The present survey was conducted with the objective of investigating the overall effects of forest fragmentation on small mammal communities inhabiting the remnant rainforest patches in Sri Lanka. The theory of island biogeography by MacArthur & Wilson (1967) predicts that larger areas would support greater numbers of species and individuals than smaller areas. Supporting this claim, Goodman & Rakotondravony (2000) report that in Madagascar, the species of the families Tenrecidae and Soricidae declined progressively with diminishing forest size. Similarly, Schoener (1974) proposed that, for small mammals, space is the main niche dimension that facilitates the coexistence of ecologically similar species. It has been shown that larger spaces result in greater resource diversity making the coexistence of a large number of species feasible (Vieira & Monteiro-Filho 2003; Renata 2004). Also, it is reported that the reduction of species is such that the complement of species in smaller patches is a subset of that found in larger ones (e.g. Patterson & Brown 1991; Pattanavibool & Dearden 2002).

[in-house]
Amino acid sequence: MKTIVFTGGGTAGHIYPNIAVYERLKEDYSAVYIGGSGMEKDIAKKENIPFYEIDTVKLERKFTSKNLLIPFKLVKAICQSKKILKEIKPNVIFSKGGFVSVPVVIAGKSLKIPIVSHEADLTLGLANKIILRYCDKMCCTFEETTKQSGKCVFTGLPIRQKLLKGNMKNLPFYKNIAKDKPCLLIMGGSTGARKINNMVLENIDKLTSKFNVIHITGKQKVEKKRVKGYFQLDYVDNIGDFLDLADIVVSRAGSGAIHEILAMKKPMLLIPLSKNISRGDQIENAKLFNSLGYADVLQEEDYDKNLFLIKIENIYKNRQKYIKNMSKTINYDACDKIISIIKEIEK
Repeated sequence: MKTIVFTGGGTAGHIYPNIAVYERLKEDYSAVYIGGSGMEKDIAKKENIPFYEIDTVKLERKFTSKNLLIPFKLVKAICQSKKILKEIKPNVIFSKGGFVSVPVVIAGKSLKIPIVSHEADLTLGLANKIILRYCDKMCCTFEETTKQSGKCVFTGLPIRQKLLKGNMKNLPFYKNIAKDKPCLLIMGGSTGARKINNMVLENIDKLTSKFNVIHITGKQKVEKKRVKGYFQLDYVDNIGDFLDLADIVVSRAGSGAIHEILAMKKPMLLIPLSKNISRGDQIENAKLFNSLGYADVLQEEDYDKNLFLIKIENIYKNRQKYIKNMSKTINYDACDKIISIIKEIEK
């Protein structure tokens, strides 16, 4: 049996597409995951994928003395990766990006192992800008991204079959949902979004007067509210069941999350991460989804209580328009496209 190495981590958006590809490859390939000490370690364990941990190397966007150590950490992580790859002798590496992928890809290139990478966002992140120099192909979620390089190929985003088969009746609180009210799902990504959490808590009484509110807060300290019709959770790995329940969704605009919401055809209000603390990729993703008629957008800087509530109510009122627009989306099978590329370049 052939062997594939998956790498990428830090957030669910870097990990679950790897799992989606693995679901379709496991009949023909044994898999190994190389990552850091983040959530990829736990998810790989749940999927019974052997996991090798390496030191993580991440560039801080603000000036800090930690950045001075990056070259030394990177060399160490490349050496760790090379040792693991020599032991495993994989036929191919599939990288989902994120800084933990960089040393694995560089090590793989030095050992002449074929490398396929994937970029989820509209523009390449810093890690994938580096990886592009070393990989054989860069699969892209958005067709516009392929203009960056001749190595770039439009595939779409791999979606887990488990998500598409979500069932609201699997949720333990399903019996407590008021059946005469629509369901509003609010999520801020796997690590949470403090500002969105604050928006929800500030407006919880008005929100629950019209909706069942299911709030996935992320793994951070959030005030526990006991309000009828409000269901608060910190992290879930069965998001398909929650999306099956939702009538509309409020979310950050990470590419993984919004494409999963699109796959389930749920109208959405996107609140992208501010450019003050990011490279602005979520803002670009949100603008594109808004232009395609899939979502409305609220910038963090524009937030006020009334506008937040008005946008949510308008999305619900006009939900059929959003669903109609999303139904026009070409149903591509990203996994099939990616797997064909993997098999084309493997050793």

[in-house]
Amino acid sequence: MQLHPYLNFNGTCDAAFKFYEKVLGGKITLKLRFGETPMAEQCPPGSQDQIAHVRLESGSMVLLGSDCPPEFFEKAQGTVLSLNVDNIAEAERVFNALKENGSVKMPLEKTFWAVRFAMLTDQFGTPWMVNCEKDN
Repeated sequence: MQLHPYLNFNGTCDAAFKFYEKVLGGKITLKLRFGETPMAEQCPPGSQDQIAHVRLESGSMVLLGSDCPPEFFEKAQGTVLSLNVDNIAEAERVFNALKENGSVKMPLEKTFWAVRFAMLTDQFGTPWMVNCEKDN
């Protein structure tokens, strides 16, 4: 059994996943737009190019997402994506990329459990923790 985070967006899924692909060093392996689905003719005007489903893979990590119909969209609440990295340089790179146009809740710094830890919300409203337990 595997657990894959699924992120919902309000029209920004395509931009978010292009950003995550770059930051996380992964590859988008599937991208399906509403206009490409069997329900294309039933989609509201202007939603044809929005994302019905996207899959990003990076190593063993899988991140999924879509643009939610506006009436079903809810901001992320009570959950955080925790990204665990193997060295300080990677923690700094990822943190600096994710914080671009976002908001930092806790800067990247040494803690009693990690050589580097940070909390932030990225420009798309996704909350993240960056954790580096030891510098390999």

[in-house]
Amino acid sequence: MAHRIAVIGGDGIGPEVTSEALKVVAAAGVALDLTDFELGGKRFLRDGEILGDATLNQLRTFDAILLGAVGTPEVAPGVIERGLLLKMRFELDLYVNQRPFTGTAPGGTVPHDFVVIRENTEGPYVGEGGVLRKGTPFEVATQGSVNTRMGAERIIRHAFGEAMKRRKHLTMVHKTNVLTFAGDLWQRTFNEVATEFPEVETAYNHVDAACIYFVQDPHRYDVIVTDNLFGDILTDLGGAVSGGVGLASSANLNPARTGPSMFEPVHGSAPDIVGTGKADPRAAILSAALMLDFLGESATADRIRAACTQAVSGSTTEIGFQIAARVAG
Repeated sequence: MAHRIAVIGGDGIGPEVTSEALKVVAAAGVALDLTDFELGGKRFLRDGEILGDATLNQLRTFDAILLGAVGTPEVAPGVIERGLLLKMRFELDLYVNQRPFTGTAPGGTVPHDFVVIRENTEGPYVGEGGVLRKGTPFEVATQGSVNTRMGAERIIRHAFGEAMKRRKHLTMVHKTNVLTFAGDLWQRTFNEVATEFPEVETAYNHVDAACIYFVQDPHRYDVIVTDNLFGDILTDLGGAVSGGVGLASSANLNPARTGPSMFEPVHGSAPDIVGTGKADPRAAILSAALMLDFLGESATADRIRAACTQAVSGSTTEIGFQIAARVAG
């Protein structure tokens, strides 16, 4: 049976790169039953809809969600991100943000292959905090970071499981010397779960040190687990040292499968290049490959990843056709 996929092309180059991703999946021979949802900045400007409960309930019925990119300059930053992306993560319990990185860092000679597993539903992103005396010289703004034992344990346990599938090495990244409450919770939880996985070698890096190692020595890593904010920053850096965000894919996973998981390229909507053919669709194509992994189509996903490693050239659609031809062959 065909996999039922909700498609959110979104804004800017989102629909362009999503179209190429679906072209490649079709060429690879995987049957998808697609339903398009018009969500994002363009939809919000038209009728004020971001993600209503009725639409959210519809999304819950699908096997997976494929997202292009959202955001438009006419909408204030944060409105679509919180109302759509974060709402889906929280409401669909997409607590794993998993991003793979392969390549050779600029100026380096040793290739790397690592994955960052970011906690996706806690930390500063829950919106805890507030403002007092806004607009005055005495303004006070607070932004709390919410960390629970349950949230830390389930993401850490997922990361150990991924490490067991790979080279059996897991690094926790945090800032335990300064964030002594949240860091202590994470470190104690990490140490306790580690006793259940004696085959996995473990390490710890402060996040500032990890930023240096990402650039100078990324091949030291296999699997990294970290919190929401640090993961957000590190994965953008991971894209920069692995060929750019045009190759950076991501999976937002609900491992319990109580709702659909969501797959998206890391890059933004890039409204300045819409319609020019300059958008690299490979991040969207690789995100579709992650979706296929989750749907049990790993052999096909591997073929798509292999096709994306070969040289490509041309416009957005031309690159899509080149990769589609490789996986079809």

The species-area relationship per se, however, does not consider a variety of other factors that are of considerable importance in determining the viability of species and populations within habitat islands. For instance, fragmentation facilitates the creation of edge habitats that in turn may seriously affect the diversity of organisms within the forest patches (Laurance 1991; Hansen et al. 1992). The type of habitat matrix surrounding the individual forest patches will also have an impact on diversity (Renata 2004). The degree of isolation also influences the viability of the species within a particular fragment (Kozakiewicz & Jurasinska 1989). Hence, the variability of these factors between forest fragments may serve to mask the effects of area on biotic communities. This is evident from the results of several studies - Lindenmayer et al. (2000) for mammals; Wethered & Lawes (2003) for birds; Conde & Rocha (2006) and Rosenblatt et al. (1999) for small mammals.